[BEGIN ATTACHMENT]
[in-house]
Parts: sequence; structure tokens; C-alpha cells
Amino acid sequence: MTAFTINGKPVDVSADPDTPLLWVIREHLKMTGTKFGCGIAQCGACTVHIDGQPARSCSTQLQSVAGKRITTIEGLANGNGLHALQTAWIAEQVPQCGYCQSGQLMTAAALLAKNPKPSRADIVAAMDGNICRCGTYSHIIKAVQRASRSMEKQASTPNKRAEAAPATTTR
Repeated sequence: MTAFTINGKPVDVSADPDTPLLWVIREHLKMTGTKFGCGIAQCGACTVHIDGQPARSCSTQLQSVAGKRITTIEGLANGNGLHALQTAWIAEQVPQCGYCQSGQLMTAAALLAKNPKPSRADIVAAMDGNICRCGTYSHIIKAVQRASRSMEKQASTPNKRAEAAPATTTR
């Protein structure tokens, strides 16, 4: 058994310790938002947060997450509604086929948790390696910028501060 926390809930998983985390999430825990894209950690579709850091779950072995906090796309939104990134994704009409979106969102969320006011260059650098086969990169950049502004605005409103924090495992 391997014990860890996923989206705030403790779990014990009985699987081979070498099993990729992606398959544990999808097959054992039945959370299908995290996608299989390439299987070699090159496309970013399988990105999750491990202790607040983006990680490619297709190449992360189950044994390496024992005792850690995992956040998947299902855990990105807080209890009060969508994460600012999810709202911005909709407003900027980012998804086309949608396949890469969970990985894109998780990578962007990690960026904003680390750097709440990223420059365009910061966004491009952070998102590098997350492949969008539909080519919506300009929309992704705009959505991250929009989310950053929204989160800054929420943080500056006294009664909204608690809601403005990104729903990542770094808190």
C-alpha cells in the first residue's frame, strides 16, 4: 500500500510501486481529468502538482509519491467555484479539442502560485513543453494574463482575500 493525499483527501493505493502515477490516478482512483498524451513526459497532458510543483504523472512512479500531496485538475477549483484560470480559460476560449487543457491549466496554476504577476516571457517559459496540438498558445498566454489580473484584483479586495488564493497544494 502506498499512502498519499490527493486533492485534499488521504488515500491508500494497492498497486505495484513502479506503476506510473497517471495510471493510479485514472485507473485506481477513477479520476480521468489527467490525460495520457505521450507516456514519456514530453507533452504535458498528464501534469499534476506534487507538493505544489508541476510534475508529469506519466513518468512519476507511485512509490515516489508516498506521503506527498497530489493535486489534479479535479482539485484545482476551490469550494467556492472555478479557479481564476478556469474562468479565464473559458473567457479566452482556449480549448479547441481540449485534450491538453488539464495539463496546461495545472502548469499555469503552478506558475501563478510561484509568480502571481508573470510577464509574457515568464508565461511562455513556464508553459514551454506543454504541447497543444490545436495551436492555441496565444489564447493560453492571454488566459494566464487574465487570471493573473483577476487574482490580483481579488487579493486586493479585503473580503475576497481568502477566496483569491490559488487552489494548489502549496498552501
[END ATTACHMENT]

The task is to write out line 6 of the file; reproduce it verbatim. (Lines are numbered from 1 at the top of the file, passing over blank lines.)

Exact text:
C-alpha cells in the first residue's frame, strides 16, 4: 500500500510501486481529468502538482509519491467555484479539442502560485513543453494574463482575500 493525499483527501493505493502515477490516478482512483498524451513526459497532458510543483504523472512512479500531496485538475477549483484560470480559460476560449487543457491549466496554476504577476516571457517559459496540438498558445498566454489580473484584483479586495488564493497544494 502506498499512502498519499490527493486533492485534499488521504488515500491508500494497492498497486505495484513502479506503476506510473497517471495510471493510479485514472485507473485506481477513477479520476480521468489527467490525460495520457505521450507516456514519456514530453507533452504535458498528464501534469499534476506534487507538493505544489508541476510534475508529469506519466513518468512519476507511485512509490515516489508516498506521503506527498497530489493535486489534479479535479482539485484545482476551490469550494467556492472555478479557479481564476478556469474562468479565464473559458473567457479566452482556449480549448479547441481540449485534450491538453488539464495539463496546461495545472502548469499555469503552478506558475501563478510561484509568480502571481508573470510577464509574457515568464508565461511562455513556464508553459514551454506543454504541447497543444490545436495551436492555441496565444489564447493560453492571454488566459494566464487574465487570471493573473483577476487574482490580483481579488487579493486586493479585503473580503475576497481568502477566496483569491490559488487552489494548489502549496498552501